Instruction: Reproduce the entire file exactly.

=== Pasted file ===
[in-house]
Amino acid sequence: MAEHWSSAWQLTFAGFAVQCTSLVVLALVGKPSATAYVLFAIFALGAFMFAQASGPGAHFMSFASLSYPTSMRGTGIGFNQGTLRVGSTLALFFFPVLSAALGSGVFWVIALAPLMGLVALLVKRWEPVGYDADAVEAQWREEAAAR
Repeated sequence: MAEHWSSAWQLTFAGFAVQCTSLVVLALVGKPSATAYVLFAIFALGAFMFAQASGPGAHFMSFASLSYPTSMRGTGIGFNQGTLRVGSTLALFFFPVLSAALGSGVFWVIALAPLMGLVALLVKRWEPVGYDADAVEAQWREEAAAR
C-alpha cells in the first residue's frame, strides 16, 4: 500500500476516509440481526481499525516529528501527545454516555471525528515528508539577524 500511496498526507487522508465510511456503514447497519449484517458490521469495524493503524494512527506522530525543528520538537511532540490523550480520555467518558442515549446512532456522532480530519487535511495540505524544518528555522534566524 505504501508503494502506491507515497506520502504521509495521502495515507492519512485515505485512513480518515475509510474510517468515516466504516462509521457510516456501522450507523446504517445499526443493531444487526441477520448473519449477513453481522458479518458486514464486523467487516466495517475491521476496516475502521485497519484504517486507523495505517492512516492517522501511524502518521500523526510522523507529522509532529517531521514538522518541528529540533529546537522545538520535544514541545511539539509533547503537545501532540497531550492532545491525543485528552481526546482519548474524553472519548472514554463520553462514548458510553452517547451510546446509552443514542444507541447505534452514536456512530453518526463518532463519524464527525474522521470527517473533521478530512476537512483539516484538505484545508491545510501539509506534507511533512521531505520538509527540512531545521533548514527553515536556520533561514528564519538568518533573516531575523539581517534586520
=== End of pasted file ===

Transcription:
[in-house]
Amino acid sequence: MAEHWSSAWQLTFAGFAVQCTSLVVLALVGKPSATAYVLFAIFALGAFMFAQASGPGAHFMSFASLSYPTSMRGTGIGFNQGTLRVGSTLALFFFPVLSAALGSGVFWVIALAPLMGLVALLVKRWEPVGYDADAVEAQWREEAAAR
Repeated sequence: MAEHWSSAWQLTFAGFAVQCTSLVVLALVGKPSATAYVLFAIFALGAFMFAQASGPGAHFMSFASLSYPTSMRGTGIGFNQGTLRVGSTLALFFFPVLSAALGSGVFWVIALAPLMGLVALLVKRWEPVGYDADAVEAQWREEAAAR
C-alpha cells in the first residue's frame, strides 16, 4: 500500500476516509440481526481499525516529528501527545454516555471525528515528508539577524 500511496498526507487522508465510511456503514447497519449484517458490521469495524493503524494512527506522530525543528520538537511532540490523550480520555467518558442515549446512532456522532480530519487535511495540505524544518528555522534566524 505504501508503494502506491507515497506520502504521509495521502495515507492519512485515505485512513480518515475509510474510517468515516466504516462509521457510516456501522450507523446504517445499526443493531444487526441477520448473519449477513453481522458479518458486514464486523467487516466495517475491521476496516475502521485497519484504517486507523495505517492512516492517522501511524502518521500523526510522523507529522509532529517531521514538522518541528529540533529546537522545538520535544514541545511539539509533547503537545501532540497531550492532545491525543485528552481526546482519548474524553472519548472514554463520553462514548458510553452517547451510546446509552443514542444507541447505534452514536456512530453518526463518532463519524464527525474522521470527517473533521478530512476537512483539516484538505484545508491545510501539509506534507511533512521531505520538509527540512531545521533548514527553515536556520533561514528564519538568518533573516531575523539581517534586520